Parts Catalog Accessories Catalog Tech Info Tech Forums
 
  Search our site:    
 Cart  | Project List | Order Status | Help    
  We salute a legendary member of the community.
Thank you for selflessly sharing your wisdom with us...
Go Back   Pelican Parts Technical BBS > 5 - Miscellaneous > Paint & Bodywork Discussion Forum

Reply
 
LinkBack Thread Tools Rate Thread
Author
Thread Post New Thread    Reply
Registered User
 
j911brick's Avatar
 
Join Date: Mar 2004
Location: Republic of Texas
Posts: 1,771
Need help welding in sunroof panel

In the middle of building my new race car build and I'm welding in the sunroof panel.

Resurrecting a Legend

I cut the entire old sunroof out and replacing it with a section for another 911. Everything was fine till I started getting to the end. Then sections started caving in. I worked out most of that and thought it still had hope. I then took a break and from the next room I heard a loud pop and I knew the roof caved in again. This happened about 15 minutes after I was last working on it. I checked and sure enough about a 1/3 of the roof panel caved in again and it was a section that was previously ok.

So what am I doing wrong. Is there any way to salvage this or do I need to start over?
__________________
james
www.gruppe9autowerks.com

Its not how fast you go...its how you go fast
Old 05-20-2012, 10:00 AM
  Recommend this thread for the PelicanWiki    Reply With Quote #1 (permalink)
Registered User
 
Join Date: Jan 2012
Location: Alberta, Canada
Posts: 1,111
Just finished doing mine, did a lot of research on it before I took it on and decided that the best answer was to flange the joint and then weld it from there (as opposed to butt welding it). My research suggested that with the low crown panel, the flange gave it a bit of continuity.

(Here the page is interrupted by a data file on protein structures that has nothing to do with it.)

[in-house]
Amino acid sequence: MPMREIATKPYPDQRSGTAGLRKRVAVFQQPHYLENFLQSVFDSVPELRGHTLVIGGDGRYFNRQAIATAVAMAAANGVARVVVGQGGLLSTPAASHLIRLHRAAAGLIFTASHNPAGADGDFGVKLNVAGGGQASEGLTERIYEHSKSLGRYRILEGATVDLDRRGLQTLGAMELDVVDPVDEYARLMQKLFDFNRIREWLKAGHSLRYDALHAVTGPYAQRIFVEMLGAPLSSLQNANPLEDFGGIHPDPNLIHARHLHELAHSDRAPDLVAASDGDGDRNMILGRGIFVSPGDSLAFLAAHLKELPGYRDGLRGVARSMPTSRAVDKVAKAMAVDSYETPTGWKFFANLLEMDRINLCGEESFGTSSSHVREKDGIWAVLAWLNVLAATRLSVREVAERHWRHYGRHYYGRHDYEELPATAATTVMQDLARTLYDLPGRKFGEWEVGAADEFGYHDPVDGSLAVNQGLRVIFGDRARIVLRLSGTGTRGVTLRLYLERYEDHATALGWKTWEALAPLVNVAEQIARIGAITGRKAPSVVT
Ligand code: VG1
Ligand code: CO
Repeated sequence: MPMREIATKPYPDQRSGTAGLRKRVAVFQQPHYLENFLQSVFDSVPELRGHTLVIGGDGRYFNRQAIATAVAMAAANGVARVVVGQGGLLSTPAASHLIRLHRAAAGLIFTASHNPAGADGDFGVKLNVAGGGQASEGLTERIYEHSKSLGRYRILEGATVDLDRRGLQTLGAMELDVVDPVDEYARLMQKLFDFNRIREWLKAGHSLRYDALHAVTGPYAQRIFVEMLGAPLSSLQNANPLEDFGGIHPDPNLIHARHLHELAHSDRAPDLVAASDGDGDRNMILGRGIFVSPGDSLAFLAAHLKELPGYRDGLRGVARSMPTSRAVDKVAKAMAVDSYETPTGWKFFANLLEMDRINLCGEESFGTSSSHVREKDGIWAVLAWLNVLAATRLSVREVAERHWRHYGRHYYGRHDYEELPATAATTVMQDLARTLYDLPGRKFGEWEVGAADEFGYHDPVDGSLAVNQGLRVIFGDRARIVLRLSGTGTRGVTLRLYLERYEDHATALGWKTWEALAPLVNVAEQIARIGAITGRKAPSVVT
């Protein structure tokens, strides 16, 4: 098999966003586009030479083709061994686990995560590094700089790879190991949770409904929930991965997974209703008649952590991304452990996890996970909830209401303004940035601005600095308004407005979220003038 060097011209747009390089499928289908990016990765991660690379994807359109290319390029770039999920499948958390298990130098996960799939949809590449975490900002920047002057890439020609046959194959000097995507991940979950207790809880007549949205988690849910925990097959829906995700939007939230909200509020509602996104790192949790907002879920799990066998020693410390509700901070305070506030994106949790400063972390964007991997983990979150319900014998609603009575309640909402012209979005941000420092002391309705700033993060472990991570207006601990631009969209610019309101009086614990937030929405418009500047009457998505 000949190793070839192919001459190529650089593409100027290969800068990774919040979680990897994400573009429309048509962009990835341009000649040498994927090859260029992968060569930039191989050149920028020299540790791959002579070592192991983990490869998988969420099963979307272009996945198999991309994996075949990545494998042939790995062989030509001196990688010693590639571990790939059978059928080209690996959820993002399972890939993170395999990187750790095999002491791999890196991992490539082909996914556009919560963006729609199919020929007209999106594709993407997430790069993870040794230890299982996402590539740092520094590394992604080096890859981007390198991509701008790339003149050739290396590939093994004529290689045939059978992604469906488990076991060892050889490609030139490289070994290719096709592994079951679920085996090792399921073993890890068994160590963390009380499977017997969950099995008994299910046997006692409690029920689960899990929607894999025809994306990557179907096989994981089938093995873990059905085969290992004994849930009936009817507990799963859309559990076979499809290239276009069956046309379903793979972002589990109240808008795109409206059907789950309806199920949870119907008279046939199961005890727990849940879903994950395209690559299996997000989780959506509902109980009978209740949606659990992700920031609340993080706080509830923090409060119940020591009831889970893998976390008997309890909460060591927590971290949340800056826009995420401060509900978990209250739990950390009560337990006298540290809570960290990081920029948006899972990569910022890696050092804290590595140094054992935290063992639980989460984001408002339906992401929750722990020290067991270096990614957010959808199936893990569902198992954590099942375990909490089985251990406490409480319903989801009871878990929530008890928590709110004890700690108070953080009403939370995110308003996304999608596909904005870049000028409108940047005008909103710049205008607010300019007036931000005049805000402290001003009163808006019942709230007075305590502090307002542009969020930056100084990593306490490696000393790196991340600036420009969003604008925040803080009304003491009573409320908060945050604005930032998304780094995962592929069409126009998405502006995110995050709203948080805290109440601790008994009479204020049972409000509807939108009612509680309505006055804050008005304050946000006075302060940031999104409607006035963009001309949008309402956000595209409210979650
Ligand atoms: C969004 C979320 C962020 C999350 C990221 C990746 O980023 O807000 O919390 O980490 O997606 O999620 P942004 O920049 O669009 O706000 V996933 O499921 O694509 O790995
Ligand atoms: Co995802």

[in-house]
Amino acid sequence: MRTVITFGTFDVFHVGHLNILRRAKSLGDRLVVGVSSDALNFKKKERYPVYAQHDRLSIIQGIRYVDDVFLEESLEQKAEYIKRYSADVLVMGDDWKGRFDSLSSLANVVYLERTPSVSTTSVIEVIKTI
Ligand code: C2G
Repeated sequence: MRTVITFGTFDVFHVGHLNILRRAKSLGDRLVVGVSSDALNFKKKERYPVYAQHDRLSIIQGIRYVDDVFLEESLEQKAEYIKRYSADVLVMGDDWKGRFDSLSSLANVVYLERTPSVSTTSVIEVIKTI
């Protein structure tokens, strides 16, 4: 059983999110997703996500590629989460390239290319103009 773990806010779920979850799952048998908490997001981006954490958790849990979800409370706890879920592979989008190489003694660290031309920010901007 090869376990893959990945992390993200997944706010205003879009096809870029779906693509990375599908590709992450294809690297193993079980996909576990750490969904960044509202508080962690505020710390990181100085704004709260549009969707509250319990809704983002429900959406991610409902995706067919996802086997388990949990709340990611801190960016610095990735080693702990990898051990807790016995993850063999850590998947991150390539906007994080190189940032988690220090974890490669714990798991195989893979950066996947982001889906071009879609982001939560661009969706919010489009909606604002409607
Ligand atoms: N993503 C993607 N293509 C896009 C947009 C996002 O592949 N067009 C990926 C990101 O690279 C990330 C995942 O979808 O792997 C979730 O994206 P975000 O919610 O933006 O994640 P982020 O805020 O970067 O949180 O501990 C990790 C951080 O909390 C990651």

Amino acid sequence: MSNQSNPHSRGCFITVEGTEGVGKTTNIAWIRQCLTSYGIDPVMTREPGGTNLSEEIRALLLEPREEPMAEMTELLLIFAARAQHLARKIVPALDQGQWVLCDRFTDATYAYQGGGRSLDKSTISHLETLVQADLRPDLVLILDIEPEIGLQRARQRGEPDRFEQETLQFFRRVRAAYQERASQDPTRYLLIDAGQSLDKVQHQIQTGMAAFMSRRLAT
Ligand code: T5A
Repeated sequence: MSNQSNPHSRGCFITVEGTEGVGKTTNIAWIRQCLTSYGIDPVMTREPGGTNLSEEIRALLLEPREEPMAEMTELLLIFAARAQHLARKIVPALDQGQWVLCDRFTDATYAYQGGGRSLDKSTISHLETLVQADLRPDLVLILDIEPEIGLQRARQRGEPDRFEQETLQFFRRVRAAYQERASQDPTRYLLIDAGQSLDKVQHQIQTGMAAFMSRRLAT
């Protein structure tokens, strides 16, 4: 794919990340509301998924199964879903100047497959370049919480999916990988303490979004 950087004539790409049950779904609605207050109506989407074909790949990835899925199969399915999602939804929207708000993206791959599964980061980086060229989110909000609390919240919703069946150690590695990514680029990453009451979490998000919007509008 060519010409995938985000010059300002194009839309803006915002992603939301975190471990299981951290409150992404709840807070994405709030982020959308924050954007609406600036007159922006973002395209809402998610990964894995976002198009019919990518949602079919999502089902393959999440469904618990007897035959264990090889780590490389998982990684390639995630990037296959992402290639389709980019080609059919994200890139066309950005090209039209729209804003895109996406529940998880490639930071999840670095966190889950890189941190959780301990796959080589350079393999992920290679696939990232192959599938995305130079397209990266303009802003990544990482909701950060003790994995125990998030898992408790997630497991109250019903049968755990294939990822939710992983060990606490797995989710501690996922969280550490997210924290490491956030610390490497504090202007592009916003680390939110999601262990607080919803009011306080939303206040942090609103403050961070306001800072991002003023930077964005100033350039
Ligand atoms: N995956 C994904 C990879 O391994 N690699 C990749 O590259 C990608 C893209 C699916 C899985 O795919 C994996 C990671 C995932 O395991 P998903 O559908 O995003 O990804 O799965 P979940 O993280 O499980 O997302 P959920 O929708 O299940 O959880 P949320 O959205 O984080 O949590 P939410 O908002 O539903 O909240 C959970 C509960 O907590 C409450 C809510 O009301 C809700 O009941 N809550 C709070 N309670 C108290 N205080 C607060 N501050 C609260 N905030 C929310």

As it was, I did a lot of hammer/dolly work to keep the waves out and had at least one event where I began to oilcan a little....sort of the pop/caving you describe I think. I needed to shrink some of the metal to restore the curve and get rid of the caving.

Very tiring and very scary, but I got it down pretty well and then leaded the joint.

Here are a couple of pictures in process...









Dennis
Old 05-20-2012, 10:59 PM
  Recommend this thread for the PelicanWiki    Reply With Quote #2 (permalink)
Registered User
 
j911brick's Avatar
 
Join Date: Mar 2004
Location: Republic of Texas
Posts: 1,771
Thanks for your input Dennis. When you say flange the joint - do mean to flange the panel and lap weld it? I was hoping to to butt weld since the car wont have a headliner. I was thinking the problem was caused by localized heat expanding the panel near the weld. But when I tried to shrink the metal again it really didn't do anything. I was thinking a solution might be to anneal the panel before trying to weld it in, or shrink each tack weld as you go. I'm wondering if it will do anything if a cut a relief in the panel and re-weld it?
__________________
james
www.gruppe9autowerks.com

Its not how fast you go...its how you go fast
Old 05-21-2012, 01:18 PM
  Recommend this thread for the PelicanWiki    Reply With Quote #3 (permalink)
Registered User
 
Join Date: Jan 2012
Location: Alberta, Canada
Posts: 1,111
Quote:
Originally Posted by j911brick View Post
Thanks for your input Dennis. When you say flange the joint - do mean to flange the panel and lap weld it? I was hoping to to butt weld since the car wont have a headliner. I was thinking the problem was caused by localized heat expanding the panel near the weld. But when I tried to shrink the metal again it really didn't do anything. I was thinking a solution might be to anneal the panel before trying to weld it in, or shrink each tack weld as you go. I'm wondering if it will do anything if a cut a relief in the panel and re-weld it?
I wasn't brave enough to butt weld it, mainly as I was uncertain as to whether I could deal with the warping of the metal in that scenario, so yes, I modified a cheap flanger to give the correct offset flange and then did it that way. Mine will be hidden with a head liner, but it still looks pretty good...flange is pretty innocous.